This delightful folk rag, which is available on the "Lester Levy" website, was written in honor
of "The Concatenated Order of Hoo-Hoo" (the cover has a replica of their official symbol).
According to its website TCOHH is, "the oldest industrial Fraternal Organization in existence
in the USA" (being founded in Jan. 1892 as a "public relations department of the lumber
Cakewalk, The - Dance (1902)
Barbecue Rag (1909)
The original publishers of this piece, Groene Music, published several really nice rags almost
all of which are rare. Apparently they had good taste in music but didn't have the best salesmen
and/or distribution. The best theme of this work, which is played 3 times, is the first. The
melody in 10 of those 16 bars starts out with a rest (and almost always ends with a 16th rest
followed by a 16th chord). This gives the theme a funky sound. The 2nd theme is a straight march
and the trio, though lightly syncopated, sounds very raggy nonetheless. All in all a rag worthy
of repeated listenings.
Tidd, G. M.
Dainty Foot Glide, The - Rag-One-Step or Two-Step (1915)
Tierney, Harry Austin
Tierney Rag, The (1913)
Tyers, William H.
Aunt Mandy's Wedding - March & Cake-Walk (1899)
Maori - A Samoan Dance (1908)
Doll Rags (1909)
A good "foot-stomping" rag which appears to be the sole work by this composer.
Postal, The - March & Two Step (1902)
Von Tilzer, Harry
Chocolate Drops - Two-Step and Cake-Walk (1902)
Weaver, Herbert Wynne (1888-1960)
Queen City Girl (1907)
An absolute gem (!!) and one my favorite pieces on this site! This is an extremely rare
self-published rag from Covington, Kentucky. Even Dave Jasen, owner of one of the largest
ragtime sheet music collections in the country, hadn't heard of it and loved it. "Queen
City" is Cincinnati's nickname and Covington is just across the Ohio River from Cincinnati.
I only wish that when Weaver scored a reprise of the delightful second theme in a higher key,
that he'd scored it to be played twice.
A Trombone Nightmare (1910)
In this interesting piece from Australia the composer simulates a trombone by using a run of
32nd notes. If you're interested in the sheet music for this piece, a scan can be found at the
National Library of Australia.
Wilcockson, J. M.
Pride of the Smoky Row - Q-Rag (1911)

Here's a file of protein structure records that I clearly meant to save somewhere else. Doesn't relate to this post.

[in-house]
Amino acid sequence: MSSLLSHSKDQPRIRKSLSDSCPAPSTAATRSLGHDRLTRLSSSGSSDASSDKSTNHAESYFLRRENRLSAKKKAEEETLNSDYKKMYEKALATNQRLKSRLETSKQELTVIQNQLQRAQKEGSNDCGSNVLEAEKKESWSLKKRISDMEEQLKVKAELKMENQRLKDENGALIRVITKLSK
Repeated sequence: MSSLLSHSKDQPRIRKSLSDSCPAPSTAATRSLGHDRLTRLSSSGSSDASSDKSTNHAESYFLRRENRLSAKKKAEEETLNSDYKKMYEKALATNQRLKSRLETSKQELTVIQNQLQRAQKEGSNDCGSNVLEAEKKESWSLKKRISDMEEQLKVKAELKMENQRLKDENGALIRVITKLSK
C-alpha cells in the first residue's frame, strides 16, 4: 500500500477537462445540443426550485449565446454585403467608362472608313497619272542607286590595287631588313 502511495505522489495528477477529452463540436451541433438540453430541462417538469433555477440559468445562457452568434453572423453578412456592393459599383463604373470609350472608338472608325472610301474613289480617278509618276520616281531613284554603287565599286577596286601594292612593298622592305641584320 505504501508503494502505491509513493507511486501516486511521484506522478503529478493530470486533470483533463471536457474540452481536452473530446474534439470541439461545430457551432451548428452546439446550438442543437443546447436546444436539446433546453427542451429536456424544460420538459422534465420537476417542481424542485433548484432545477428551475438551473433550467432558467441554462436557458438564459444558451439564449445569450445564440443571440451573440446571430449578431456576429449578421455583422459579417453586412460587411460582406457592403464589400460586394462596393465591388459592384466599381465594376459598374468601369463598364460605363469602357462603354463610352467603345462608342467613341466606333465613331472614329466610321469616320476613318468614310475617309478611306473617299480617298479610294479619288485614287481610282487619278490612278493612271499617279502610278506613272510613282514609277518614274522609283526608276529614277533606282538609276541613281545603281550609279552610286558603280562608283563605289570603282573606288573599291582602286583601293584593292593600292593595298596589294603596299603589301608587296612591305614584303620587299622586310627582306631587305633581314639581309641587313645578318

Bashful Betty (1904)
This very catchy composition was still in print over 20 years after it's original copyright
date (my copy has an ad for a song copyrighted in 1926). Subtitled an "Intermezzo-Two Step"
it's only syncopated theme is the trio. The other two themes, however, are comprised of dotted
rhythms which became quite popular in the fox trots of the teens.
Down On the Old Plantation (1899)
Only the first theme (which is repeated at the end of the piece) of this is syncopated. However
I found the other themes to be more enjoyable because they are so evocative of the "Old South."
Wilson, Edwin E.
The Possum and the Coon (1901)
Subtitled "Two-Step and Cakewalk" this pleasant piece has a southern folksy sound.
Winn, Edward R.
Winn's Rag (ca 1913)
Unfortunately, this nice little rag only consists of only one theme.
Winn, Edward R. - arr.
America: In Ragtime (ca 1913)
The original music for this popular song is from an old English air.
Spring Song (ca 1913)
This is Winn's ragtime arrangement of Felix Mendelssohn's famous melody.
Black Cinderella (1900)
Noted ragtime historian and performer Nora Hulse wrote, "Her [Florence Wood's] creative
melodies and chord changes in "Black Cinderella" make for a delightful ragtime two step."
Woolf, Dwight H.
Catchy Thing, A (1905)
De Winnin' Coon (1901)
Although this title had been seen in the publisher's lists, no copy was known to exist (it wasn't even in the Library of
Congress) until it turned up in a folio I recently found (see the Murdocks' "Chrystal Chimes" for more details).
Although "Chrystal Chimes" is my favorite of the two, this is a nice folk rag which is definitely worth